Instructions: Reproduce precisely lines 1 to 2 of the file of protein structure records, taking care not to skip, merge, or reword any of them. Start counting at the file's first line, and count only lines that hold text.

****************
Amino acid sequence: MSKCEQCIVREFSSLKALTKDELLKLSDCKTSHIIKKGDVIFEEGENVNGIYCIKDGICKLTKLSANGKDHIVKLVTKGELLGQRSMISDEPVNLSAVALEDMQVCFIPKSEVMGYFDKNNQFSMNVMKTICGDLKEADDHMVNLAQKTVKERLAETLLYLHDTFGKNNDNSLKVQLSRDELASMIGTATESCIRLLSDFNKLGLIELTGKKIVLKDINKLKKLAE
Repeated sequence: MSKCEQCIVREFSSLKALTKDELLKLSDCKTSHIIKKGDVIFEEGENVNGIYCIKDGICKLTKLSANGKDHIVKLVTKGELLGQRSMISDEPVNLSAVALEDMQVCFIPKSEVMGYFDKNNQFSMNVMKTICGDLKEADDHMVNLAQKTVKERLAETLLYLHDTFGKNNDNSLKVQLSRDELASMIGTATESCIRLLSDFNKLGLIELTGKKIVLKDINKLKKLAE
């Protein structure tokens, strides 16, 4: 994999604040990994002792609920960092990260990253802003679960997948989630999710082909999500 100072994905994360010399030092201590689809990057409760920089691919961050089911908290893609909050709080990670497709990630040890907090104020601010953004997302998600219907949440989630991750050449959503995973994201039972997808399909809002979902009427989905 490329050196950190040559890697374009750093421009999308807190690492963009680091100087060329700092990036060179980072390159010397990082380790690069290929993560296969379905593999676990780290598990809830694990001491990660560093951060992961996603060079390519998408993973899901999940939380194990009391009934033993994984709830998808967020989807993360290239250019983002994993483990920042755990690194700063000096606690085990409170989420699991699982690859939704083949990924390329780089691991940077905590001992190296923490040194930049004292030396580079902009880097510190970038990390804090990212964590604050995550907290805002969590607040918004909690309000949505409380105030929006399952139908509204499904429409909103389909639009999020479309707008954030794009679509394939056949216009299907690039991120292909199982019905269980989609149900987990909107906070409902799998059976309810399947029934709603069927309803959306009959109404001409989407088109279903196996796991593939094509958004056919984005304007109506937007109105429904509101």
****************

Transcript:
Amino acid sequence: MSKCEQCIVREFSSLKALTKDELLKLSDCKTSHIIKKGDVIFEEGENVNGIYCIKDGICKLTKLSANGKDHIVKLVTKGELLGQRSMISDEPVNLSAVALEDMQVCFIPKSEVMGYFDKNNQFSMNVMKTICGDLKEADDHMVNLAQKTVKERLAETLLYLHDTFGKNNDNSLKVQLSRDELASMIGTATESCIRLLSDFNKLGLIELTGKKIVLKDINKLKKLAE
Repeated sequence: MSKCEQCIVREFSSLKALTKDELLKLSDCKTSHIIKKGDVIFEEGENVNGIYCIKDGICKLTKLSANGKDHIVKLVTKGELLGQRSMISDEPVNLSAVALEDMQVCFIPKSEVMGYFDKNNQFSMNVMKTICGDLKEADDHMVNLAQKTVKERLAETLLYLHDTFGKNNDNSLKVQLSRDELASMIGTATESCIRLLSDFNKLGLIELTGKKIVLKDINKLKKLAE